NY Times puts green lipstick on a pig

Columnist Thomas Friedman has won three Pulitzer Prizes.  His editorial skills are in full display in his May 6, 2015 New York Times article "Germany, the Green Superpower."  He seems anxious to share his Nobel Prize experiences by awarding a Nobel Peace Prize to Germany for their "energy transformation" program and for what he sees as a resultant "stability of our planet and climate."  A true literary professional, he knows how to put the proverbial "lipstick on a pig" and make it seem like a genuine thing of beauty.

To do so, his article ignores headlines in the German press.  For example, take Prof. Dr. Horst-Joachim Lüde

Energy professor Dr. Kurt Gehlert: "Germany Energiewende 'A Failure'" ..."Population Left Disillusioned"!

Friedman neglected to mention that 15,000 coal miners took to the streets of Berlin to protest over potential job losses.  This in the same week he was entranced by the German green-energy wonder.

Friedman claims that Energiewende "was to create demand that would drive down the cost of solar and wind to make them mainstream, affordable options. And, in that, the Energiewende has been an undiluted success."  Tell that to the German consumers now paying the highest electricity prices in Europe.  For some, electricity is becoming a luxury item.  Unable to pay electricity rates over twice the price of ours, 800,000 poor Germans have had their power cut off.  Manufacturing plants are leaving Germany for other countries in search of cheaper and more stable electric energy.  

Solar panels and wind turbines produce energy, yes, but neither reliably nor predictably.  The German government has built huge wind turbine farms in the North Sea.  It is now struggling to provide the missing electric transmission lines to link the turbines to southern Germany without destroying much of the intervening idyllic German countryside.

As reported by the Bloomberg article:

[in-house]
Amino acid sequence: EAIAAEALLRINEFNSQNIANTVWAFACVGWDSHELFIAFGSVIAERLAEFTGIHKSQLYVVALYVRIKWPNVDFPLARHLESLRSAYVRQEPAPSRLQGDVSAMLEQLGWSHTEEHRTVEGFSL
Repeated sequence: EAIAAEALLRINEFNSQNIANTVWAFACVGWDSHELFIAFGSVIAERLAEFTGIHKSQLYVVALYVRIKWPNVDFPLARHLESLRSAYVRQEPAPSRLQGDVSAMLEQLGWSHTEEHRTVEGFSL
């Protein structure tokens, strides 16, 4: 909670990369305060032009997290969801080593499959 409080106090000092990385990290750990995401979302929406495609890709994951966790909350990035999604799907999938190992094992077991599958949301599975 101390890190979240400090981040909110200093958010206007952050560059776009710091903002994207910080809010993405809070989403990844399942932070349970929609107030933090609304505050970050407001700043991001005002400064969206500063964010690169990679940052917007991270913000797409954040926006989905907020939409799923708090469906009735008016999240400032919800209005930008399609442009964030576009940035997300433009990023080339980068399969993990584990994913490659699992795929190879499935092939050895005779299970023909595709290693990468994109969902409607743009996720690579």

Heiko Hain, mayor of Weissdorf, said the high-voltage lines needed to ease the jam in the north would be a blight on his 14th-century town, located 500 kilometers (300 miles) south of the Danish border.

"We aren't convinced the line is needed and instead support local generation," Hain said by phone. "It could go through a sports field and residential areas and make it hard to plan industrial development."

Bavarian Premier Horst Seehofer, a political ally of Chancellor Angela Merkel, also opposes the north-south lines in his state and more than 90 protest groups have sprouted across the country.

A recent German government report notes that Germany's system "rewards the most inefficient plants, doesn't contribute to protecting the climate, jeopardizes the energy supply and puts the poor at a disadvantage."  A Nobel Peace Prize for this, Mr. Friedman?

Germany is building new coal power plants to replace the energy provided by nuclear power plants being shut down.  They are to be powered by lignite, a brown coal of low caloric content.  German's newest and most energy-efficient gas turbine plants are forced into an uneconomical standby status as Energiewende  policies mandate the  preferential use of wind and solar.  Thus, cheap lignite-powered plants are built and produce high levels of pollutants that are the exact opposite goals of the government's green policies.

As for Friedman's "stability of our planet and climate" concern, he might console himself with the fact that the global satellite temperature record of the past 18 years and 5 months shows a statistically flat line, even as atmospheric carbon dioxide has risen about 10 percent.

Three oinks to Friedman's lipstick report.  It is a green porker.

Charles G. Battig, M.D., Piedmont Chapter president, VA-Scientists and Engineers for Energy and Environment (VA-SEEE).  His website is www.climateis.com.